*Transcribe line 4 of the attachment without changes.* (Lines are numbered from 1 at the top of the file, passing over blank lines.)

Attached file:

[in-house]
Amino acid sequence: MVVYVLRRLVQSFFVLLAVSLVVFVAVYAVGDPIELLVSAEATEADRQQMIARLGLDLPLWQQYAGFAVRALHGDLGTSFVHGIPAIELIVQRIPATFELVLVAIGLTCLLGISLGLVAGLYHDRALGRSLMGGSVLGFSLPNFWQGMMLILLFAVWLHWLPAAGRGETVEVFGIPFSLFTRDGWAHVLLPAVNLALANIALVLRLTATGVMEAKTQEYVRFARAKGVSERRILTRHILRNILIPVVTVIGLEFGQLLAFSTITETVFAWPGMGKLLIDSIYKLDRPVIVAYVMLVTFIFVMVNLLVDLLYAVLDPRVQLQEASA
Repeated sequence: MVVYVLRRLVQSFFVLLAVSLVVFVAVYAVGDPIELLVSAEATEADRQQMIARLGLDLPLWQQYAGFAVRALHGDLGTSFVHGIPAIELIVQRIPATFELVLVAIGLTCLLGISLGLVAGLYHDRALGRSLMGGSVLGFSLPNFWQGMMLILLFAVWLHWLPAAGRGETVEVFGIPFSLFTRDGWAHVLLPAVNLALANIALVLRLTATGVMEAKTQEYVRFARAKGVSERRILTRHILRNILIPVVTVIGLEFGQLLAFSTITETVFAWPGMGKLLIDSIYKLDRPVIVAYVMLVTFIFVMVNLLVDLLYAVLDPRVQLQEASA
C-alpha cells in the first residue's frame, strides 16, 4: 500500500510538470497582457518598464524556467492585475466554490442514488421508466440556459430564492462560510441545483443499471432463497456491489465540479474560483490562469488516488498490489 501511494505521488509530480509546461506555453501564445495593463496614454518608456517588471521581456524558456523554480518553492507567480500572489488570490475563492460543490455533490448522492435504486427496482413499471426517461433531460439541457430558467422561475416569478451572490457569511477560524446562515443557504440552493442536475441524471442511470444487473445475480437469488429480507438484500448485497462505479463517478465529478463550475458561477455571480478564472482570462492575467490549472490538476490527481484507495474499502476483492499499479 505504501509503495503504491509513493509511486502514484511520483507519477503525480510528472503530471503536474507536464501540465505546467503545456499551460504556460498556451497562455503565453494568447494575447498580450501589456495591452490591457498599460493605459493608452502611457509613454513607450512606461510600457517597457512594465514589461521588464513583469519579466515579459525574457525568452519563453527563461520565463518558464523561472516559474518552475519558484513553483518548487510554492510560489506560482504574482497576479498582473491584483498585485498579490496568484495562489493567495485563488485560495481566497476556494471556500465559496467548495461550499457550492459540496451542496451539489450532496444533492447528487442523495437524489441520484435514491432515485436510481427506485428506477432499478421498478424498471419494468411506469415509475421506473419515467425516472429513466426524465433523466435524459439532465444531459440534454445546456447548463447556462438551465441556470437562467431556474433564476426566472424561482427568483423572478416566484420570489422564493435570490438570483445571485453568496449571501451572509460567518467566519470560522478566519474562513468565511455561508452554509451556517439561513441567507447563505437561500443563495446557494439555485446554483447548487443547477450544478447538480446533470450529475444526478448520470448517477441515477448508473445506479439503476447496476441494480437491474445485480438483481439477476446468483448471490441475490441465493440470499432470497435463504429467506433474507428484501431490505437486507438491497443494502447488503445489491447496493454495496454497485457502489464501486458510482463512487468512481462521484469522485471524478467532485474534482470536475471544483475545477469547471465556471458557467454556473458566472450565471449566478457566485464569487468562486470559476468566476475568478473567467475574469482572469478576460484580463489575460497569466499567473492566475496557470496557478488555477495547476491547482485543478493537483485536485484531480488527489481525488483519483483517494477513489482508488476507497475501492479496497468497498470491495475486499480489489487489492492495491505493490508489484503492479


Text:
C-alpha cells in the first residue's frame, strides 16, 4: 500500500510538470497582457518598464524556467492585475466554490442514488421508466440556459430564492462560510441545483443499471432463497456491489465540479474560483490562469488516488498490489 501511494505521488509530480509546461506555453501564445495593463496614454518608456517588471521581456524558456523554480518553492507567480500572489488570490475563492460543490455533490448522492435504486427496482413499471426517461433531460439541457430558467422561475416569478451572490457569511477560524446562515443557504440552493442536475441524471442511470444487473445475480437469488429480507438484500448485497462505479463517478465529478463550475458561477455571480478564472482570462492575467490549472490538476490527481484507495474499502476483492499499479 505504501509503495503504491509513493509511486502514484511520483507519477503525480510528472503530471503536474507536464501540465505546467503545456499551460504556460498556451497562455503565453494568447494575447498580450501589456495591452490591457498599460493605459493608452502611457509613454513607450512606461510600457517597457512594465514589461521588464513583469519579466515579459525574457525568452519563453527563461520565463518558464523561472516559474518552475519558484513553483518548487510554492510560489506560482504574482497576479498582473491584483498585485498579490496568484495562489493567495485563488485560495481566497476556494471556500465559496467548495461550499457550492459540496451542496451539489450532496444533492447528487442523495437524489441520484435514491432515485436510481427506485428506477432499478421498478424498471419494468411506469415509475421506473419515467425516472429513466426524465433523466435524459439532465444531459440534454445546456447548463447556462438551465441556470437562467431556474433564476426566472424561482427568483423572478416566484420570489422564493435570490438570483445571485453568496449571501451572509460567518467566519470560522478566519474562513468565511455561508452554509451556517439561513441567507447563505437561500443563495446557494439555485446554483447548487443547477450544478447538480446533470450529475444526478448520470448517477441515477448508473445506479439503476447496476441494480437491474445485480438483481439477476446468483448471490441475490441465493440470499432470497435463504429467506433474507428484501431490505437486507438491497443494502447488503445489491447496493454495496454497485457502489464501486458510482463512487468512481462521484469522485471524478467532485474534482470536475471544483475545477469547471465556471458557467454556473458566472450565471449566478457566485464569487468562486470559476468566476475568478473567467475574469482572469478576460484580463489575460497569466499567473492566475496557470496557478488555477495547476491547482485543478493537483485536485484531480488527489481525488483519483483517494477513489482508488476507497475501492479496497468497498470491495475486499480489489487489492492495491505493490508489484503492479